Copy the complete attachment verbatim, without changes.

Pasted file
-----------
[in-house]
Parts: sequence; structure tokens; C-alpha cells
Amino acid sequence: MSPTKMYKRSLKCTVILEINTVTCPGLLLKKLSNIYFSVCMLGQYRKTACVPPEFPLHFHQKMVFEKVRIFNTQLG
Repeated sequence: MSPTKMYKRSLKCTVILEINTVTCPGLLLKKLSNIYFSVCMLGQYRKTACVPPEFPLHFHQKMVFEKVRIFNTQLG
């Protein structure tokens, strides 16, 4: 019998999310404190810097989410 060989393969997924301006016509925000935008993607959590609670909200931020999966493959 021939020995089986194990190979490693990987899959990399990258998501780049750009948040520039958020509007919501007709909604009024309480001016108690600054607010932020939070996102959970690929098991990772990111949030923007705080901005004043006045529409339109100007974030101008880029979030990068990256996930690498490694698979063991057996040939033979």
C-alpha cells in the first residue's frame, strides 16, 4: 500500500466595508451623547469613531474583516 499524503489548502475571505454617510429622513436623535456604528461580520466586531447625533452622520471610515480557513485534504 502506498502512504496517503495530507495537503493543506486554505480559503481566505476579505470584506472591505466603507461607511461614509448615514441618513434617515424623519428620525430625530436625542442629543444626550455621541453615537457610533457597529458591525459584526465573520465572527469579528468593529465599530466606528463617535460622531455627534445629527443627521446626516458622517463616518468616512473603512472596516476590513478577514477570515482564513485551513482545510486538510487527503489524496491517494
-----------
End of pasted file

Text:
[in-house]
Parts: sequence; structure tokens; C-alpha cells
Amino acid sequence: MSPTKMYKRSLKCTVILEINTVTCPGLLLKKLSNIYFSVCMLGQYRKTACVPPEFPLHFHQKMVFEKVRIFNTQLG
Repeated sequence: MSPTKMYKRSLKCTVILEINTVTCPGLLLKKLSNIYFSVCMLGQYRKTACVPPEFPLHFHQKMVFEKVRIFNTQLG
């Protein structure tokens, strides 16, 4: 019998999310404190810097989410 060989393969997924301006016509925000935008993607959590609670909200931020999966493959 021939020995089986194990190979490693990987899959990399990258998501780049750009948040520039958020509007919501007709909604009024309480001016108690600054607010932020939070996102959970690929098991990772990111949030923007705080901005004043006045529409339109100007974030101008880029979030990068990256996930690498490694698979063991057996040939033979």
C-alpha cells in the first residue's frame, strides 16, 4: 500500500466595508451623547469613531474583516 499524503489548502475571505454617510429622513436623535456604528461580520466586531447625533452622520471610515480557513485534504 502506498502512504496517503495530507495537503493543506486554505480559503481566505476579505470584506472591505466603507461607511461614509448615514441618513434617515424623519428620525430625530436625542442629543444626550455621541453615537457610533457597529458591525459584526465573520465572527469579528468593529465599530466606528463617535460622531455627534445629527443627521446626516458622517463616518468616512473603512472596516476590513478577514477570515482564513485551513482545510486538510487527503489524496491517494